# MUPDO - Editorial

Practice

Contest

Author: Animesh Fatehpuria

Editorialist: Arjun P

Medium-Hard

### PREREQUISITES:

Math, Persistent Segment Trees

### PROBLEM:

You have an N \times N grid. Given N and K, perform U updates: given x and y, mark all cells (r, c) satisfying

|r - x| + |c - y| \le K as destroyed. Now answer Q queries online. In each query, you are given x and y, and you have to say whether the cell (x, y) is destroyed or not.

### QUICK EXPLANATION

Transform the grid so that updates/queries based on Manhattan distance become rectangular updates. From now on all updates/queries will be done on the transformed grid.
For each bomb, instead of marking all the cells destroyed due to that bomb, only mark the cell where that bomb has been placed. Thus, updates become point updates. Now, to find out if a cell (x, y) is destroyed, just check if any of the cells within K Manhattan distance of (x, y) contain bombs. This Manhattan query turns into a rectangular query in the transformed grid. Implementing rectangular queries with 2D implicit segment trees or implicit quadtrees proves too slow. Instead, use a 1D persistent segment tree: root[i] is a segment tree containing all the updates from row 1 to row i. Thus any rectangular query from (x_1, y_1) to (x_2, y_2) can be computed as:

root[y_2].query(x_1, x_2) - root[y_1 - 1].query(x_1, x_2)

### EXPLANATION

In this discussion, when I say a cell (x_1, y_1) is within K distance of another cell (x_2, y_2), I mean the Manhattan distance, i.e. it holds true that |x_1 - x_2| + |y_1 - y_2| \le K.

In each update, given a cell (x, y), we have to mark all cells (r, c) satisfying |r - x| + |c - y| \le K as being destroyed. Observe that this is basically a diamond centered at (x, y). The diameter of the diamond is 2K + 1, if it fits on the grid. Otherwise, obviously, it will get cut off by the edges of the grid.

We do not have any data structure that can perform this sort of diamond-shaped range update efficiently. How do we get around this?

Observe that if we rotate the grid 45 degrees to the right, our diamond-shaped updates will become rectangular. Say we have a 5*5 grid with an update at (3,3) with K = 2, this is how the grid updates will look like:

The updates on the rotated grid would be of this form:

This can be implemented by mapping x and y to x' and y' in the rotated grid. You can use several mappings. The one used in the picture is as follows:

Given (x,y) -> x' = x + y - 1 and y' = y - x + N

Now our diamond-shaped update has turned into a rectangular update. But we still have no efficient way of implementing rectangular updates. How can we avoid having to perform 2D range updates?

We know that a bomb destroys all cells within K distance of it. But note that this implies that a cell is destroyed iff a bomb is within K distance of it. So then, instead of marking all the destroyed cells, what if we marked only the cells containing the bomb? i.e. we mark only the input cell (x, y). Now, to find out if a given cell is destroyed, we need to find out if any of the cells within K distance of it have been marked. This is again a diamond-shaped query, but on the transformed grid, this is a rectangular query. Thus, instead of performing rectangular updates and point queries, we can perform point updates and rectangular queries.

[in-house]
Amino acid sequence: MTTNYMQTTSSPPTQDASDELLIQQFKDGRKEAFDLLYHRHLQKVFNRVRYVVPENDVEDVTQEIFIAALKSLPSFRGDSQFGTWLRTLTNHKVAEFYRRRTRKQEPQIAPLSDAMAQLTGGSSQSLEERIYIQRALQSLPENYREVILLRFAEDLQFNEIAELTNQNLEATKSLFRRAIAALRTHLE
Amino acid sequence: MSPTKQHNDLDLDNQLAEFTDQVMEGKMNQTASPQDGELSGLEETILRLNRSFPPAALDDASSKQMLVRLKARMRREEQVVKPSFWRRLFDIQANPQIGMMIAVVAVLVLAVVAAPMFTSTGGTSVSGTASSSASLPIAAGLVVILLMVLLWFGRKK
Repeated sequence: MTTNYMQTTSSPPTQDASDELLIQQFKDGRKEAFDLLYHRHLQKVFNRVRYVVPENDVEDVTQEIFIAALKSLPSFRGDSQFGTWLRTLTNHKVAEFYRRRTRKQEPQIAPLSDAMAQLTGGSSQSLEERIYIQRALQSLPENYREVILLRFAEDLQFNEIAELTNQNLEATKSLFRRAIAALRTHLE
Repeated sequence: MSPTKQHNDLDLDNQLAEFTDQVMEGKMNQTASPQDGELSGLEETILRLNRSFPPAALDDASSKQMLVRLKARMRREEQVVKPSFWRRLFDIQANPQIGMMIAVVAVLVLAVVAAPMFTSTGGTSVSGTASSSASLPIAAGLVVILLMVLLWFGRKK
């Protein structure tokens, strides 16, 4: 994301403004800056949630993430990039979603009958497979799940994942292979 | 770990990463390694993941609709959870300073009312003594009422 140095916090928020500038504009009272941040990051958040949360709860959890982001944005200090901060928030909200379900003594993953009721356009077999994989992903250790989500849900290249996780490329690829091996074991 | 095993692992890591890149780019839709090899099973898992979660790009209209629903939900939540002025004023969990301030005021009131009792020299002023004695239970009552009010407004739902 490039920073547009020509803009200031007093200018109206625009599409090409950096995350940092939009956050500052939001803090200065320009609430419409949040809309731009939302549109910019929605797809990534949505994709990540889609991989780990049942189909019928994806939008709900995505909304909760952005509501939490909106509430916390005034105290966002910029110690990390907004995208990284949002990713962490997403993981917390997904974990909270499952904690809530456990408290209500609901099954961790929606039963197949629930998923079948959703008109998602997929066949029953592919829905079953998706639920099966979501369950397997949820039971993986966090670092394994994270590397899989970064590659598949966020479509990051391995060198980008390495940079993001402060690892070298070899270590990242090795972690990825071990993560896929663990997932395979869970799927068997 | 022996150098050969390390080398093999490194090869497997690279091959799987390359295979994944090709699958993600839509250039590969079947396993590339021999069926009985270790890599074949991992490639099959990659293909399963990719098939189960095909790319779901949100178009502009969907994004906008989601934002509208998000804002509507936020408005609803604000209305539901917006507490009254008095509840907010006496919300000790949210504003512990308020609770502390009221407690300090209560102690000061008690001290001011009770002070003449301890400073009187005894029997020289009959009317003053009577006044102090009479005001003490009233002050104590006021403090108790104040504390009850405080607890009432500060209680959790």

But how do we implement 2D range queries? Note that N \le 5\times 10^5, so a normal 2D segment tree would not work. We could do this using an implicit 2D segment tree. However, this is very annoying to implement and, moreover, it has a very high constant factor and will not even run in the time limit. Instead, let’s be a bit more clever. Note that all the updates occur before all the queries. Therefore, we can do the updates offline.

We could do this with N segment trees, where the i^{th} (0 \le i \le N) segment tree contains the cumulative sums of all the rows from 1 to i. (rows are 1-indexed.) i.e., the j^{th} element in the i^{th} segment tree contains the sum grid[1][j] + grid[2][j] + \ldots + grid[i][j]. Note that grid[i][j] is the number of bombs at the position (i, j) in the transformed grid. The 0^{th} tree will be filled with zeroes. Let’s refer to the i^{th} tree as tree[i] . We have:

tree[i][j] = grid[1][j] + grid[2][j] + \ldots + grid[i][j]

Hence, sum of grid from (x_1, y_1) to (x_2, y_2) can be found as

(tree[x_2][y_1] + tree[x_2][y_1 + 1] + \ldots + tree[x_2][y_2]) - (tree[x_1 - 1][y_1] + tree[x_1 - 1][y_1 + 1] + \ldots + tree[x_1 - 1][y_2])

Convince yourself of this fact before moving on. This is the same as

tree[x_2].query(y_1, y_2) - tree[x_1 - 1].query(y_1, y_2)

But obviously it is not possible to maintain 5 \times 10^5 different segment trees. However, we can implement this with implicit persistent segment trees. Initially for tree[0], implicitly assume all the cells to be zero. Then, to create tree[i], just add all elements on the i^{th} row to tree[i - 1]. Note that we are adding updates in ascending order of their row numbers in the transformed grid. This is an offline algorithm and is valid only because all queries occur after all updates. Since there are only U updates, there are only U elements and so this can be done in O(UlogN) time using persistent segment trees.

Now, as was explained before, to find out if the cell (x, y) is destroyed, we just need to perform a rectangular query, and that can be done in two 1D segment tree queries as per the above formula. So, all queries together take O(QlogN) time.

Final Complexity: O((U + Q)\log{}N)

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